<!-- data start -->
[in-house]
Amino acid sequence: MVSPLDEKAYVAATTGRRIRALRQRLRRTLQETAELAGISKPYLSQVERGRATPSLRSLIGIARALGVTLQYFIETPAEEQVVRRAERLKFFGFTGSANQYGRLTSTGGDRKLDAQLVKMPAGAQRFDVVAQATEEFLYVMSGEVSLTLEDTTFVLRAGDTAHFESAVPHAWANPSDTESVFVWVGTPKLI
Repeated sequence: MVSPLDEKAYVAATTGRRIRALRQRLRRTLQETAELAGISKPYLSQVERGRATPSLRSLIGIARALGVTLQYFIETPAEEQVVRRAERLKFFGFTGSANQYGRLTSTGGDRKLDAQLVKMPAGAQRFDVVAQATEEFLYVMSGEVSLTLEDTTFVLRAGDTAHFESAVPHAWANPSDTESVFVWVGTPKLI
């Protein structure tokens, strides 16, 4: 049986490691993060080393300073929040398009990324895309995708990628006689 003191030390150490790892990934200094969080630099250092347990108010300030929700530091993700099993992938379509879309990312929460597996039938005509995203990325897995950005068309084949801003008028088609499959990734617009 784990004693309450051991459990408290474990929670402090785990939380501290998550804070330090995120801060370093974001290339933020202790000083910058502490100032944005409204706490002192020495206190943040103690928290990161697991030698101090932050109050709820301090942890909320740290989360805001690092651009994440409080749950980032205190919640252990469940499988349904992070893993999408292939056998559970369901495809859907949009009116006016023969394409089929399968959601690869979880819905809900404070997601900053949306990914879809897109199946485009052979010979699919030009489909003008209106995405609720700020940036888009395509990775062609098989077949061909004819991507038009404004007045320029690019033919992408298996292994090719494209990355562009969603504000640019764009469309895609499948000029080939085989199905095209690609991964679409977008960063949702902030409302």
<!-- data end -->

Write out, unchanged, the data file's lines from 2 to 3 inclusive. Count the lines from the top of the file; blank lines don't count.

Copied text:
Amino acid sequence: MVSPLDEKAYVAATTGRRIRALRQRLRRTLQETAELAGISKPYLSQVERGRATPSLRSLIGIARALGVTLQYFIETPAEEQVVRRAERLKFFGFTGSANQYGRLTSTGGDRKLDAQLVKMPAGAQRFDVVAQATEEFLYVMSGEVSLTLEDTTFVLRAGDTAHFESAVPHAWANPSDTESVFVWVGTPKLI
Repeated sequence: MVSPLDEKAYVAATTGRRIRALRQRLRRTLQETAELAGISKPYLSQVERGRATPSLRSLIGIARALGVTLQYFIETPAEEQVVRRAERLKFFGFTGSANQYGRLTSTGGDRKLDAQLVKMPAGAQRFDVVAQATEEFLYVMSGEVSLTLEDTTFVLRAGDTAHFESAVPHAWANPSDTESVFVWVGTPKLI